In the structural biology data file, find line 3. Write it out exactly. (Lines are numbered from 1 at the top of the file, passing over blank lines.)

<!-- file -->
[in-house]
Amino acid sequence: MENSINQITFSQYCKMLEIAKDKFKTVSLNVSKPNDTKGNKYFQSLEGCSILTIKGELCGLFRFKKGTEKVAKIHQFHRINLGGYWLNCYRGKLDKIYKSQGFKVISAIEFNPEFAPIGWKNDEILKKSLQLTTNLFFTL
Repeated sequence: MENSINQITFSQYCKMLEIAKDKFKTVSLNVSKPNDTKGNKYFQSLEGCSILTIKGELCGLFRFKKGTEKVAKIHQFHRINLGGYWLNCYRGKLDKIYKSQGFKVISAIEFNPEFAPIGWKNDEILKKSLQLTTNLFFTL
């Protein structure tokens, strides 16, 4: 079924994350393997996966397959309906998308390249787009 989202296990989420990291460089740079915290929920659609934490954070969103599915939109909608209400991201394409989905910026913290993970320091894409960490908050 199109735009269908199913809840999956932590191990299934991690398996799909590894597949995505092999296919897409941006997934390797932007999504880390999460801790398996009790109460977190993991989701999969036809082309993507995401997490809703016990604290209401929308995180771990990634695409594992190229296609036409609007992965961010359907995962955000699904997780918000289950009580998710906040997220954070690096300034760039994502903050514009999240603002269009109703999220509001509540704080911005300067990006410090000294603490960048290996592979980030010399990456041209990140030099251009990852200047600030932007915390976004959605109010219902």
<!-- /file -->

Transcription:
Repeated sequence: MENSINQITFSQYCKMLEIAKDKFKTVSLNVSKPNDTKGNKYFQSLEGCSILTIKGELCGLFRFKKGTEKVAKIHQFHRINLGGYWLNCYRGKLDKIYKSQGFKVISAIEFNPEFAPIGWKNDEILKKSLQLTTNLFFTL